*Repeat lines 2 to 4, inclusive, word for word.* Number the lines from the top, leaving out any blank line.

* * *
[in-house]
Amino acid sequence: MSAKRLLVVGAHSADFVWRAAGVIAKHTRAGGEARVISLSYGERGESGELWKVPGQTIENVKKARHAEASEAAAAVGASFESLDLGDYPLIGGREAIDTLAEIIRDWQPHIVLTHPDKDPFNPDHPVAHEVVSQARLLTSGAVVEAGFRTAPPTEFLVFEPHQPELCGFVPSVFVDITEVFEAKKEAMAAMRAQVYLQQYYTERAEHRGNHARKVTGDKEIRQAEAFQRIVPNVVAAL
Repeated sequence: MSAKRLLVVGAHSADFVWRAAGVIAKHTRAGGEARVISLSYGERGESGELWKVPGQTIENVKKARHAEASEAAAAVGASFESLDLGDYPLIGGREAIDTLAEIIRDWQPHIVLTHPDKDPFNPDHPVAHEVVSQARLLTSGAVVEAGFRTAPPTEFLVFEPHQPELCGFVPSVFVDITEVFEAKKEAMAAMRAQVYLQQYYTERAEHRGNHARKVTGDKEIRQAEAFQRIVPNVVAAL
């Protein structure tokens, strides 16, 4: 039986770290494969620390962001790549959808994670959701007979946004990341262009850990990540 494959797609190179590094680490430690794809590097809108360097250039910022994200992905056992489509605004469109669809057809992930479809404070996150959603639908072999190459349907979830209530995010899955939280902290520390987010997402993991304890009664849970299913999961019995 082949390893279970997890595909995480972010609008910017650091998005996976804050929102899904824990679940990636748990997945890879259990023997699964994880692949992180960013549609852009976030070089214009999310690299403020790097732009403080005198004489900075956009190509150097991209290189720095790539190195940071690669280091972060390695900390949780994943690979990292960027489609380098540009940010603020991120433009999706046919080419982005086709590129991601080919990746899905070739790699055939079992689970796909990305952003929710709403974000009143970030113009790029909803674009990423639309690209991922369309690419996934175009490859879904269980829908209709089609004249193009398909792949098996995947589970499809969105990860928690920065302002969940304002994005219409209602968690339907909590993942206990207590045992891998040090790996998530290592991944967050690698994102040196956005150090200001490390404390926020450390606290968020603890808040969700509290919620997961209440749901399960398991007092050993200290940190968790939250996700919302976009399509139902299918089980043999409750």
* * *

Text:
Amino acid sequence: MSAKRLLVVGAHSADFVWRAAGVIAKHTRAGGEARVISLSYGERGESGELWKVPGQTIENVKKARHAEASEAAAAVGASFESLDLGDYPLIGGREAIDTLAEIIRDWQPHIVLTHPDKDPFNPDHPVAHEVVSQARLLTSGAVVEAGFRTAPPTEFLVFEPHQPELCGFVPSVFVDITEVFEAKKEAMAAMRAQVYLQQYYTERAEHRGNHARKVTGDKEIRQAEAFQRIVPNVVAAL
Repeated sequence: MSAKRLLVVGAHSADFVWRAAGVIAKHTRAGGEARVISLSYGERGESGELWKVPGQTIENVKKARHAEASEAAAAVGASFESLDLGDYPLIGGREAIDTLAEIIRDWQPHIVLTHPDKDPFNPDHPVAHEVVSQARLLTSGAVVEAGFRTAPPTEFLVFEPHQPELCGFVPSVFVDITEVFEAKKEAMAAMRAQVYLQQYYTERAEHRGNHARKVTGDKEIRQAEAFQRIVPNVVAAL
């Protein structure tokens, strides 16, 4: 039986770290494969620390962001790549959808994670959701007979946004990341262009850990990540 494959797609190179590094680490430690794809590097809108360097250039910022994200992905056992489509605004469109669809057809992930479809404070996150959603639908072999190459349907979830209530995010899955939280902290520390987010997402993991304890009664849970299913999961019995 082949390893279970997890595909995480972010609008910017650091998005996976804050929102899904824990679940990636748990997945890879259990023997699964994880692949992180960013549609852009976030070089214009999310690299403020790097732009403080005198004489900075956009190509150097991209290189720095790539190195940071690669280091972060390695900390949780994943690979990292960027489609380098540009940010603020991120433009999706046919080419982005086709590129991601080919990746899905070739790699055939079992689970796909990305952003929710709403974000009143970030113009790029909803674009990423639309690209991922369309690419996934175009490859879904269980829908209709089609004249193009398909792949098996995947589970499809969105990860928690920065302002969940304002994005219409209602968690339907909590993942206990207590045992891998040090790996998530290592991944967050690698994102040196956005150090200001490390404390926020450390606290968020603890808040969700509290919620997961209440749901399960398991007092050993200290940190968790939250996700919302976009399509139902299918089980043999409750």